"I'm not aware of any one of our thousands of users that allows a JavaScript within text of a message; same thing with embedded code and other HTML tags. We don't let people do it. Our apps by default strip them out," Krieg says.

Dan Hubbard, vice president of security research at Websense, adds, "That is one of the big problems of user-created content sites, the Web 2.0 phenomenon. How do you balance the great functionality of allowing people to upload stuff but not allow them to upload anything bad?"

The answer is to be specific. If your site needs to let members swap files, it should be set to allow only limited and relatively safe file-types, those with .jpeg or .mp3 extensions, for instance. (Malware writers have begun to target the MP3 players themselves with worms, however.)

6. Use a remediation tool

If you do find an infected machine, the jury is out about how best to do remediation. Companies like Symantec assert they can detect and clean even the deepest rootkit infection. In Symantec's case, it points to technology it acquired with Veritas, VxMS (Veritas Mapping Service), which lets the antivirus scanner bypass Windows File System APIs, which are controlled by the operating system and therefore vulnerable to manipulation by a rootkit. VxMS directly accesses raw Windows NT File System files. Other antivirus vendors trying to protect against rootkits include McAfee and FSecure. Their success has varied, given how inventive malware writers can be.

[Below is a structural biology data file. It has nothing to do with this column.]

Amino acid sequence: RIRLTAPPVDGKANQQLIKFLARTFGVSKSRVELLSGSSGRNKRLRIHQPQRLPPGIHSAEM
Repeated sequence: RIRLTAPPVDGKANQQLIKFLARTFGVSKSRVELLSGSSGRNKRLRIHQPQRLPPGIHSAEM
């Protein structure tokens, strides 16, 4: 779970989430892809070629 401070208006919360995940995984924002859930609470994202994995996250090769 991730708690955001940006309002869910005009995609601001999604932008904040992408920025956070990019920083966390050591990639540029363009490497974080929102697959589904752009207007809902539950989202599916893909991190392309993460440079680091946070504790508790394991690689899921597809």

Yet Evron argues that detecting malware after the fact could really be a false scent -- bait intended to make IT professionals believe they've scrubbed the PC while the real bot code remains hidden. "Antivirus is not a solution, because it is naturally reactive. The antivirus would have to recognize [the problem], and therefore the antivirus could have been manipulated," he says.

This is not to say you shouldn't try to implement the best rootkit fighter you can find in your antivirus software, just that you should be aware that doing so is a bit like buying a safe after your valuables have been stolen. Evron believes the only way to be sure that a machine is clean after bot malware is detected is to wipe it and start from scratch.

By not letting your users visit known malicious sites, monitoring your network for strange behaviors and defending your public sites from attacks, you'll be in good shape, security experts unanimously agree.

"I can see where this odd sense of futility and hopelessness can come in if some network guy wakes up and thinks, 'What am I going to do about those millions of botnets?' Let the folks concentrating on fighting botnets on a day-to-day basis worry about that one," says Chris Boyd, FaceTime's director of malware research. "Just concentrate on locking down your network and protecting it against infections -- viruses, Trojans, spyware or adware. . . . Treat it as a rogue file found on a PC. That's all you need to do."